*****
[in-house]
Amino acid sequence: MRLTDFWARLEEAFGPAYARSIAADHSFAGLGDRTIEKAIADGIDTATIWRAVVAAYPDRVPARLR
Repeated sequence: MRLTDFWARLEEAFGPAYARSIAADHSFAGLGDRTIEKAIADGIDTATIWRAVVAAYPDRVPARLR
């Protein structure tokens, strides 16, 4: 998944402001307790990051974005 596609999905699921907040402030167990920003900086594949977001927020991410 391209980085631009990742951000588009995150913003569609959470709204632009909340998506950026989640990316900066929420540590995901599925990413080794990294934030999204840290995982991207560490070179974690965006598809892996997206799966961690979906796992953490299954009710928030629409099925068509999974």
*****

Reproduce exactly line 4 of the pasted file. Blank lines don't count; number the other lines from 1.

């Protein structure tokens, strides 16, 4: 998944402001307790990051974005 596609999905699921907040402030167990920003900086594949977001927020991410 391209980085631009990742951000588009995150913003569609959470709204632009909340998506950026989640990316900066929420540590995901599925990413080794990294934030999204840290995982991207560490070179974690965006598809892996997206799966961690979906796992953490299954009710928030629409099925068509999974």